Unless you're acquainted with Spanish lotteries, chances are you haven't heard of the Spanish Christmas Lottery (Sorteo Extraordinario de Navidad) − the largest lottery in the world. As Christmas hits, so does the lottery and, with it, €2.24 billion (£1.6bn) of prizes.
The lottery is often called a national tradition, but some say it's more like a national obsession. The draw has taken place each Christmas since 1812, making it the second oldest lottery in the world. It hasn't missed a year since, even moving its headquarters during the Spanish Civil War to keep it running. If you're around Spain during the Christmas period, you're probably going to see queues of people waiting to buy tickets. If you're wondering why they don't just go to another shop, it's because the lottery works in a slightly different way in Spain than we might be used to.
Each ticket has five digits but the sheer number of tickets bought means that you're going to be sharing your five digits with a lot of other people. If your five digits are called, you win El Gordo (literally: the fat one), the big prize. This year's El Gordo is €4 million (£2.9m). Numbers around those five digits then win smaller prizes.
Because sellers are given a limited run of tickets in numerical order, winners are often concentrated in certain areas where they have bought their tickets from one vendor. In 2012, the tiny village of Sodeto hit international headlines when all but one of its 70 households won a share of the grand prize.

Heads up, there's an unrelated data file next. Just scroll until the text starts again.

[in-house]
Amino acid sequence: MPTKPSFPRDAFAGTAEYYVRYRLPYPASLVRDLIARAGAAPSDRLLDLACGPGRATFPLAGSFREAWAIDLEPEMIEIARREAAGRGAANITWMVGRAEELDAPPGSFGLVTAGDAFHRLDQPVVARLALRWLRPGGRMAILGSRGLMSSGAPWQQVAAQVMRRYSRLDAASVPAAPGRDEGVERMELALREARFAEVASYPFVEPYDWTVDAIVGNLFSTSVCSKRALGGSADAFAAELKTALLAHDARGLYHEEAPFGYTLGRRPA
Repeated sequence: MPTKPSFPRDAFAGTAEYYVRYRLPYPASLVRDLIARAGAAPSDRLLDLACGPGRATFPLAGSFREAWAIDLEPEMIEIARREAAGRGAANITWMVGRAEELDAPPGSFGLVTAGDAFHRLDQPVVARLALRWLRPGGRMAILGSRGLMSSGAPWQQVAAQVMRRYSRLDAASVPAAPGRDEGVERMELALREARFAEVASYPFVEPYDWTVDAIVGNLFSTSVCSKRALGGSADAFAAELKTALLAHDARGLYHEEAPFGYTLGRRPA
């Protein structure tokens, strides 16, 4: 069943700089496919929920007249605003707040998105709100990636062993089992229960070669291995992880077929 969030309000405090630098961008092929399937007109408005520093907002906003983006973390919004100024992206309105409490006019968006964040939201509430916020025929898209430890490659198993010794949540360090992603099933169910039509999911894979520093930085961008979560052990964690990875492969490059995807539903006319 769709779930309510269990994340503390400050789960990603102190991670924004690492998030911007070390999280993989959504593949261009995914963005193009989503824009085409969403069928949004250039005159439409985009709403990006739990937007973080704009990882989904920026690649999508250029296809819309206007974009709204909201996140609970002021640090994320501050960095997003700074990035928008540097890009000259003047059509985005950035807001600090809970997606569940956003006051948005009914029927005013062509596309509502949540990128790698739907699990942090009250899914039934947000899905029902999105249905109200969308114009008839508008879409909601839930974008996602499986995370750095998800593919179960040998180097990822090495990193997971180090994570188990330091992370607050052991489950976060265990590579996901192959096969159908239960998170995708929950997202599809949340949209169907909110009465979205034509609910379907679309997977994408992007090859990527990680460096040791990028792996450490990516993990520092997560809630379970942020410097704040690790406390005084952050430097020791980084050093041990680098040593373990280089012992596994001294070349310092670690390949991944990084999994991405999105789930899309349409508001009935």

People are superstitious about their numbers − queues are more likely to form outside vendors who are known to have a particular run of sought-after digits, say, relating to a famous date, for example.
Tickets are expensive − €200 (£146) for one, so people can buy small portions of a ticket. Often people buy 1/10th of a ticket, known as a decimo, which will return a 10th of the prize money should the ticket if forms part of wins. Buying tickets in a group is also common, whether employees in a business, friends in a bar, or just with your family.
The madness around the lottery isn't just about tickets − the annual advert announcing the lottery is released with a fervour not dissimilar to that reserved for the UK's John Lewis Christmas ad. This year's tearjerker offering is centred on a kindly night watchman.
Though the tickets are only available from Spanish vendors, a number of online sites − such as Lottoland − are now offering international gamblers the chance to buy full or part tickets to have a chance at winning El Gordo themselves.
The draw takes place on 22 December.